Estate Planning and Trusts For Seniors

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The goal of successful estate planning to ensure the greatest amount of estate passes to the estate owners’ beneficiaries. The goal is to pay the least amount of taxes and minimize any involvement by the probate court. Other goals include planning for the guardians of minors and incapacity.

There are a few tools that most people use in estate planning including the will, various trusts, powers of appointment, forms of property ownership, gifting, and power of attorney. After the extensive media coverage and litigation cases surrounding the Terri Schiavo case, most estate planning attorneys advise creating living wills. Many people including many attorneys still often confuse living wills with durable medical power of attorney. A living will controls decisions made at the end of a patient’s life. A durable power of attorney on the other hand, is used to give decision-making authority to someone else. Someone with the durable power of attorney rights, makes all the medical decisions leading up to the person’s death but does not have power to make end of life decisions regarding the person. If the patient has written a living will, those end of life decisions will be made by the patient.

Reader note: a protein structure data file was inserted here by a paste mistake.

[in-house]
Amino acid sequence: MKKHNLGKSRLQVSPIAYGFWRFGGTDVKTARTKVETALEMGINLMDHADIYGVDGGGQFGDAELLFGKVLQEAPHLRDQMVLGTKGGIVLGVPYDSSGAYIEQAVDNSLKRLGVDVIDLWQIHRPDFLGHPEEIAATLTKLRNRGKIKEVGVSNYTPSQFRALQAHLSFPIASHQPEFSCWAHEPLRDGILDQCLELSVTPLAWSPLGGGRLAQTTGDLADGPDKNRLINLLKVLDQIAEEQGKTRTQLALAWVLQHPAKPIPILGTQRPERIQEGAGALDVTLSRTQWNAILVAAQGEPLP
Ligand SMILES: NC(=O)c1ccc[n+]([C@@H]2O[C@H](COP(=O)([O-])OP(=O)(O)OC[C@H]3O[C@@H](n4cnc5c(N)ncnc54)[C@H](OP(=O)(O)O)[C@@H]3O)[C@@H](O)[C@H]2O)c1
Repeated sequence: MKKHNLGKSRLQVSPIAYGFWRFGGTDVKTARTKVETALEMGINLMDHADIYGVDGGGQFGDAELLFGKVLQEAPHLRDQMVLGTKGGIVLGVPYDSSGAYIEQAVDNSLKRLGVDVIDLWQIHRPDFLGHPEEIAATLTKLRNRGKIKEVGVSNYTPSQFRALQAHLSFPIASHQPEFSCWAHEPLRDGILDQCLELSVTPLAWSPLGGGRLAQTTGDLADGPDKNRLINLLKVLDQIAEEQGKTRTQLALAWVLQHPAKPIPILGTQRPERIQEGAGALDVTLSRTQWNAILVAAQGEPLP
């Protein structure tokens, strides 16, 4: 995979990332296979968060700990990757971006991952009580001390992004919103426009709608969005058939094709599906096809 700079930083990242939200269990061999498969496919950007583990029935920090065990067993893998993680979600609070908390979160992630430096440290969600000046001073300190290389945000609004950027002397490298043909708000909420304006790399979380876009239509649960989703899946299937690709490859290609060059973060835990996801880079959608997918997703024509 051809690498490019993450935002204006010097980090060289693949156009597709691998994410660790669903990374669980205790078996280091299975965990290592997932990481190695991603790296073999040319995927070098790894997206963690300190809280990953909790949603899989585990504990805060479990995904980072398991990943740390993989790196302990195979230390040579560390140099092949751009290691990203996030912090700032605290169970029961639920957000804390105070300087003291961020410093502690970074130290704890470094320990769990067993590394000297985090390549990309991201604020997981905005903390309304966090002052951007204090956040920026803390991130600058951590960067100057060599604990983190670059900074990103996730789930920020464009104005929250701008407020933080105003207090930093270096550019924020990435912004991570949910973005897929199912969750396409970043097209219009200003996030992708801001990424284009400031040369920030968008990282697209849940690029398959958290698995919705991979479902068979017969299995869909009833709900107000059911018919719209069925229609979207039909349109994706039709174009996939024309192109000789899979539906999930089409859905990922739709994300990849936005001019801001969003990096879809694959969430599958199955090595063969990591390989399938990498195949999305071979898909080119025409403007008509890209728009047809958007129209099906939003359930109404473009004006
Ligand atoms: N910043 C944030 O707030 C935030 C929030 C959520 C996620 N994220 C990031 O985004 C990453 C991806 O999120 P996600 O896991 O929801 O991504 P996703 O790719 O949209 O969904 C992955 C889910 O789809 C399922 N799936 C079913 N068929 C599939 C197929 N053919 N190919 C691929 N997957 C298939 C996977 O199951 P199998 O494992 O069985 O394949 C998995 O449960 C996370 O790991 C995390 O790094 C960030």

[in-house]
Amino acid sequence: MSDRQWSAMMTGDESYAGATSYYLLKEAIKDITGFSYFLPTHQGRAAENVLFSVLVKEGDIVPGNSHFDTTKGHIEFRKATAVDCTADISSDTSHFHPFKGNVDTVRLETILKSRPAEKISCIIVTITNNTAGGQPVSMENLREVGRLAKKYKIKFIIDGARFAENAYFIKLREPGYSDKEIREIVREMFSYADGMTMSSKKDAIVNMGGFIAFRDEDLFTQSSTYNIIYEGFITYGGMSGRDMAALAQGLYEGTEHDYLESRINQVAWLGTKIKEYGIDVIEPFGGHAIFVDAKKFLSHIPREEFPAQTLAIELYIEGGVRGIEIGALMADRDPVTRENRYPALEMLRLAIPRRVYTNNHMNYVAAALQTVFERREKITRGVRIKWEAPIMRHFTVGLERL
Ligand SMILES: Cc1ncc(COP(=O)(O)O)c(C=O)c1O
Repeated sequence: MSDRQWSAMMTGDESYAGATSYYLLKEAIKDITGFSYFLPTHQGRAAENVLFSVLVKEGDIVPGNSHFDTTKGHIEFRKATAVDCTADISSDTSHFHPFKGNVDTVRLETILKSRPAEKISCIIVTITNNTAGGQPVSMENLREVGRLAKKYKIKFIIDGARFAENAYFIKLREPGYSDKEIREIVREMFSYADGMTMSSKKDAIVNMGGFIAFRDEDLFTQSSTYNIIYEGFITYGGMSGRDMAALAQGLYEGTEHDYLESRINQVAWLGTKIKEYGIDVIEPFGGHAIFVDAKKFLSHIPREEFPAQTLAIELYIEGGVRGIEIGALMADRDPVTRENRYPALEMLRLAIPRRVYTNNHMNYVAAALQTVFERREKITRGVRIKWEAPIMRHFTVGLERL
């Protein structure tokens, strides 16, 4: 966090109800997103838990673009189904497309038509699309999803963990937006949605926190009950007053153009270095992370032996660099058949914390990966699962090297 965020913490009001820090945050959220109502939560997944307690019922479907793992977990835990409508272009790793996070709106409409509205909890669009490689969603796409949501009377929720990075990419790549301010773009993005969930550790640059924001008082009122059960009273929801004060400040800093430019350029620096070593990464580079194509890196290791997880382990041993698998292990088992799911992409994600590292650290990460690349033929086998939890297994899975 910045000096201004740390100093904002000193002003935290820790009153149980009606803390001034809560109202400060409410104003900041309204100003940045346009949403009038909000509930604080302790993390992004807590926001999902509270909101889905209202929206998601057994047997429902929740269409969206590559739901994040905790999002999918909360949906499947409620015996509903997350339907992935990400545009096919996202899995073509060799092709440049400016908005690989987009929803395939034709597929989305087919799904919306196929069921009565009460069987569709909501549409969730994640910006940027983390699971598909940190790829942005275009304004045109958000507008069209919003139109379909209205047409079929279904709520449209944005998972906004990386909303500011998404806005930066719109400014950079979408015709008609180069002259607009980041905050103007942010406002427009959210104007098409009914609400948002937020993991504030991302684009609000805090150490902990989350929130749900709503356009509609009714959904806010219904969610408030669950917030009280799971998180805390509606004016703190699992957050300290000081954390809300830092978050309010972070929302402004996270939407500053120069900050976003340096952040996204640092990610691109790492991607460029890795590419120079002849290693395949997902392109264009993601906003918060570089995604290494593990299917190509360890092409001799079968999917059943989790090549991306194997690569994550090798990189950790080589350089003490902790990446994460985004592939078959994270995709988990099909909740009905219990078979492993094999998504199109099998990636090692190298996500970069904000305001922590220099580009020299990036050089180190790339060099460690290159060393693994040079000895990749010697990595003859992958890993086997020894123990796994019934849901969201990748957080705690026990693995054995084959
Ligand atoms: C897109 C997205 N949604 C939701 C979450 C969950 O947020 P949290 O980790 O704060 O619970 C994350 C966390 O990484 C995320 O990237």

A living will usually specifies directives for the treatment of the patient. The directive also contain instructions on what to do with analgesia, hydration, feeding, and use of ventilators. A certain times, specifications will be made to forbid treatment and sometimes food and water. Many states do not formally recognize living wills. In California, for example uses Advanced Health Care Directives instead of living will.

Source: http://www.carecrunch.com/estate-planning-and-trusts-for-seniors/